Return to acting - 1970s to 2000s:
In 1975, after twenty-nine years away from acting, with her husband, Arthur, in a nursing home suffering from Alzheimer's, Gloria got herself an agent and hoped for work. In 1978, Arthur died. Over the next few years she appeared in small parts in television. Then in 1982 came an offer for what was to be one of her favorite scenes in all her films: playing a silver-haired dowager taking a solitary turn around a dance floor with Peter O'Toole in My Favorite Year.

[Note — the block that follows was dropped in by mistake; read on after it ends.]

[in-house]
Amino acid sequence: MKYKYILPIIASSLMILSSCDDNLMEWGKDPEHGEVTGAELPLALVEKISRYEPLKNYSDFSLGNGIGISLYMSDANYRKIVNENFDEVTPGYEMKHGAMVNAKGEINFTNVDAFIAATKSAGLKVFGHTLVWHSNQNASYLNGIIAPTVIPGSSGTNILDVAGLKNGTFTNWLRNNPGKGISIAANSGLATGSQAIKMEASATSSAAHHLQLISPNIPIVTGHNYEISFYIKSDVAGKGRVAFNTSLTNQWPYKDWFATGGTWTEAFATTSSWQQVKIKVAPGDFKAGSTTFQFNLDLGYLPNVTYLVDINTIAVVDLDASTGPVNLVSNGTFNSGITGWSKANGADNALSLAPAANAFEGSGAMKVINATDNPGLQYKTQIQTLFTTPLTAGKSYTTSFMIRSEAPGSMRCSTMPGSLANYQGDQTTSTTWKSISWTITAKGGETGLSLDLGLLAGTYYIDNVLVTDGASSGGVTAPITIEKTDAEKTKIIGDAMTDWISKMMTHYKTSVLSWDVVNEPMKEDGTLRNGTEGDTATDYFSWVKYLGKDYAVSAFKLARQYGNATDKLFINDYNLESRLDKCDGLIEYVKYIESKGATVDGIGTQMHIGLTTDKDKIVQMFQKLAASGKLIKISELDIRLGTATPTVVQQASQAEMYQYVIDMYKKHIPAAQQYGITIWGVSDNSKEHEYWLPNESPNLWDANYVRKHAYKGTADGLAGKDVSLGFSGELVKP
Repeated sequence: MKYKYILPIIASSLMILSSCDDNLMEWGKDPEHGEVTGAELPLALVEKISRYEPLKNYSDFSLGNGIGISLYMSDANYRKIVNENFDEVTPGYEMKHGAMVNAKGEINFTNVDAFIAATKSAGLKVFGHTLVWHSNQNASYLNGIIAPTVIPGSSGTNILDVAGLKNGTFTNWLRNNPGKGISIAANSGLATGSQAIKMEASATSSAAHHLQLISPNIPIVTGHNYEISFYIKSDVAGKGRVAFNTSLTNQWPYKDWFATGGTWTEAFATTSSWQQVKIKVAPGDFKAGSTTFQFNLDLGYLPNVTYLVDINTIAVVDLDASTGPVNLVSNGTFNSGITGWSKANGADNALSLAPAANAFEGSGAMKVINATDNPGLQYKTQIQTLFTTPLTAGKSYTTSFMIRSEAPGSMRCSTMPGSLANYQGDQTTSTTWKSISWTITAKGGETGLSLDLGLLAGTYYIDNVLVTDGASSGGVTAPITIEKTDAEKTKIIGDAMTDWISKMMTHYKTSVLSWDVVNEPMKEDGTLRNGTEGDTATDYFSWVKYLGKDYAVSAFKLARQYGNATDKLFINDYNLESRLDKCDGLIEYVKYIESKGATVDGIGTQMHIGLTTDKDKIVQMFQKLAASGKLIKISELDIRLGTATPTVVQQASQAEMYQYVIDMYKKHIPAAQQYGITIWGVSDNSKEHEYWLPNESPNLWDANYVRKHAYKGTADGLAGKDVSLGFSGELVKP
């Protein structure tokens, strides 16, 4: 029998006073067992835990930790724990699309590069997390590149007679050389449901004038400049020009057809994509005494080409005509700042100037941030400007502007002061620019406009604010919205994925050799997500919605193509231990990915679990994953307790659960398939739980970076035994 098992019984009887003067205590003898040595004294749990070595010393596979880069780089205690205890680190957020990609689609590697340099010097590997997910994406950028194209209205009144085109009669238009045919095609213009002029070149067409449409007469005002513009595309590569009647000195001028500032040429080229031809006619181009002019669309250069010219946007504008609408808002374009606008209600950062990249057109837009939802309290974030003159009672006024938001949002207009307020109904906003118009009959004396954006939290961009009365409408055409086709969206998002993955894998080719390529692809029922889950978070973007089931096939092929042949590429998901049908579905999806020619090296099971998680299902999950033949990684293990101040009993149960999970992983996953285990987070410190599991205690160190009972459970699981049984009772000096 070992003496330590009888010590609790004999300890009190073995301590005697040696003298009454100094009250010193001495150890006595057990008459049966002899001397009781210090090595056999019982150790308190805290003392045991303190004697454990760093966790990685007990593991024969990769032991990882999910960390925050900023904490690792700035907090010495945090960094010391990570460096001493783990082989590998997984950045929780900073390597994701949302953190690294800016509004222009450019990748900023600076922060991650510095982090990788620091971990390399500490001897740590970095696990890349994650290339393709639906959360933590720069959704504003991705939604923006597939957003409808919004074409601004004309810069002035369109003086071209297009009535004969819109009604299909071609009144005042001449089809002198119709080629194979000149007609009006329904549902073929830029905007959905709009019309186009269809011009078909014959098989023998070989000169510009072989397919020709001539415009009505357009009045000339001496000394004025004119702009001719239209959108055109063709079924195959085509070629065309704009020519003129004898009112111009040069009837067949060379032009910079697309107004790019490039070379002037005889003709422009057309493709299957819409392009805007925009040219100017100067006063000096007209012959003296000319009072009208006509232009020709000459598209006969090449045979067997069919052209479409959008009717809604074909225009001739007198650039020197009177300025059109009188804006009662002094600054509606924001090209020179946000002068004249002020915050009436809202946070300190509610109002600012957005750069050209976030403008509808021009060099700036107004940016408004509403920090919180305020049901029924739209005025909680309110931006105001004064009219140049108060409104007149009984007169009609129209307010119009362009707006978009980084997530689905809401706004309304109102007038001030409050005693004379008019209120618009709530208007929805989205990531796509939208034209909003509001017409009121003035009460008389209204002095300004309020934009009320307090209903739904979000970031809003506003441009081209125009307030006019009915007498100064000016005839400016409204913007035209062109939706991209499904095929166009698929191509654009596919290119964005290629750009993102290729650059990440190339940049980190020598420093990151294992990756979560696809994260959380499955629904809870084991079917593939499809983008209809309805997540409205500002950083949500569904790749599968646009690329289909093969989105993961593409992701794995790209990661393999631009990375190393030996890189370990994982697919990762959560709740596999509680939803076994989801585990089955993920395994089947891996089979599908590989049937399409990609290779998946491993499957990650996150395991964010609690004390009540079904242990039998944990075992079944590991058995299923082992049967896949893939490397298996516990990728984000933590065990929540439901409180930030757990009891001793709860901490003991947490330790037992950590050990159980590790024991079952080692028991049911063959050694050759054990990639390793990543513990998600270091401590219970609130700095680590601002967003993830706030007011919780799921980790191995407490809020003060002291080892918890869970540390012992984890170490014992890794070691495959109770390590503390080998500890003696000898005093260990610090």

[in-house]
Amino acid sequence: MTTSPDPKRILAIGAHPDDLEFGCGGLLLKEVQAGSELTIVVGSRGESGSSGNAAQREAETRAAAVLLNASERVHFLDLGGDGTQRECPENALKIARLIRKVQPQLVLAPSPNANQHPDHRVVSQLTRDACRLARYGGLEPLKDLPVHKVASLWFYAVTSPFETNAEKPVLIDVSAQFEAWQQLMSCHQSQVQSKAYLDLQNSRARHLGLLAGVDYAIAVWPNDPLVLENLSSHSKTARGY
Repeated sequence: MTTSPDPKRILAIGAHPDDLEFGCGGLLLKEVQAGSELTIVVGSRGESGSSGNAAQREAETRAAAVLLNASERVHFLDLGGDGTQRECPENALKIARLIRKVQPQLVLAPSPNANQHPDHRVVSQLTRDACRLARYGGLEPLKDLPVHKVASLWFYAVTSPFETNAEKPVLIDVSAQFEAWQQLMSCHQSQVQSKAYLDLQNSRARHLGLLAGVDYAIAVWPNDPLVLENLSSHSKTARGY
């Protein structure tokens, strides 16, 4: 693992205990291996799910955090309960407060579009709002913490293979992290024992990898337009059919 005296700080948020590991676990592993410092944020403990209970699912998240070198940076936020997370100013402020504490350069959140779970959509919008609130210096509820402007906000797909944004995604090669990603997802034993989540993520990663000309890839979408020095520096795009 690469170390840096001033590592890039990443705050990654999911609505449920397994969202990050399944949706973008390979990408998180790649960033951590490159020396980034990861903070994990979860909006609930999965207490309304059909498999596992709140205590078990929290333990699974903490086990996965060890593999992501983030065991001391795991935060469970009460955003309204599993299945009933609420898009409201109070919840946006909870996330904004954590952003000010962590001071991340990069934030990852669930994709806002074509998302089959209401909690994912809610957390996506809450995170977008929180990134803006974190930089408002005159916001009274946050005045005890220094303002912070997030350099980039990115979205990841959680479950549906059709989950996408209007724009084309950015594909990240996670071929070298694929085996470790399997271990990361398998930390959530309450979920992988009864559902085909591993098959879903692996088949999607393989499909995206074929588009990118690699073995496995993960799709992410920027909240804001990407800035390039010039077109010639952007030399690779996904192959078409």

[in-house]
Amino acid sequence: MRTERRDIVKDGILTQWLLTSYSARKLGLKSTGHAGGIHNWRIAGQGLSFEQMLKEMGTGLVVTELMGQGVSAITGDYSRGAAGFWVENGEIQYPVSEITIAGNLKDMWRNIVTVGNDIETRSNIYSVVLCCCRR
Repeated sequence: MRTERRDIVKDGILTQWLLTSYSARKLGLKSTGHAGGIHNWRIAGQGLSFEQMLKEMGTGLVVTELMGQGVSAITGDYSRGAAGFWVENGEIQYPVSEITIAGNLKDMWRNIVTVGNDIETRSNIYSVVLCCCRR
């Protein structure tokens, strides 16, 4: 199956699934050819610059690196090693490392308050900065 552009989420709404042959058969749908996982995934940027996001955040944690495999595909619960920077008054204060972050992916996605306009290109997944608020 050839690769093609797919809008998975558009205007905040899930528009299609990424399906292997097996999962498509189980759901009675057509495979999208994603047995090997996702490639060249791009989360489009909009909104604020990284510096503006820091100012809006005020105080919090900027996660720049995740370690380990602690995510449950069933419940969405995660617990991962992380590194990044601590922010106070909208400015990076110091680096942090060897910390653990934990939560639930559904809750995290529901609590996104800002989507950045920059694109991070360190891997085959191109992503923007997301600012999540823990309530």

During this period, Stuart took up the Japanese art of bonsai, becoming the first Anglo member of the California Bonsai Society. And she began to travel again, going with friends or on her own to Europe, India, Africa, the Balkans. In 1983, Stuart became romantically involved with California printer Ward Ritchie, whom she had known during her college years. Ritchie taught her how to run an antique book press. She bought her own hand press and established "Imprenta Glorias", and began creating artists' books (books hand-made, labor-intensive, usually with a very limited run). Stuart wrote the text, designed the book, set the type, printed the pages, and finished pages with water colors or silk screen or decoupage. Books from Imprenta Glorias are in the Metropolitan Museum, Library of Congress, Huntington Library, J. Paul Getty Museum, Morgan Library, Victoria and Albert Museum, Bibliothèque nationale de France, and numerous private and university collections. No longer able to work with small type and a large heavy press, she gave her press and sets of rare type to Mills College. Stuart and Ritchie maintained their close relationship until his death from cancer in 1996.